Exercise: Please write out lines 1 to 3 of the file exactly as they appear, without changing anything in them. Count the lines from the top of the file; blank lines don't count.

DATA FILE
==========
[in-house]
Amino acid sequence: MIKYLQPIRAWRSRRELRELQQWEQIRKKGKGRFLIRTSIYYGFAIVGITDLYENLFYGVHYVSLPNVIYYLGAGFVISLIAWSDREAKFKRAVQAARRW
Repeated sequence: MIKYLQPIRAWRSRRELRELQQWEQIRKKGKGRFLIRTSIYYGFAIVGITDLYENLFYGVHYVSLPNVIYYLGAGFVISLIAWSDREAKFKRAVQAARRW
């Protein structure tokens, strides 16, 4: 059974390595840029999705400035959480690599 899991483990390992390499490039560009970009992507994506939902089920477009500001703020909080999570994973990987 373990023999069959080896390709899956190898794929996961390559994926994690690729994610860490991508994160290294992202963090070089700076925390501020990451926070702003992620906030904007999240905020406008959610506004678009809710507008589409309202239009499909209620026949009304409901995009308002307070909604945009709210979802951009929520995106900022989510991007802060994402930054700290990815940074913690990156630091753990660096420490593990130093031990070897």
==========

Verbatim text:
[in-house]
Amino acid sequence: MIKYLQPIRAWRSRRELRELQQWEQIRKKGKGRFLIRTSIYYGFAIVGITDLYENLFYGVHYVSLPNVIYYLGAGFVISLIAWSDREAKFKRAVQAARRW
Repeated sequence: MIKYLQPIRAWRSRRELRELQQWEQIRKKGKGRFLIRTSIYYGFAIVGITDLYENLFYGVHYVSLPNVIYYLGAGFVISLIAWSDREAKFKRAVQAARRW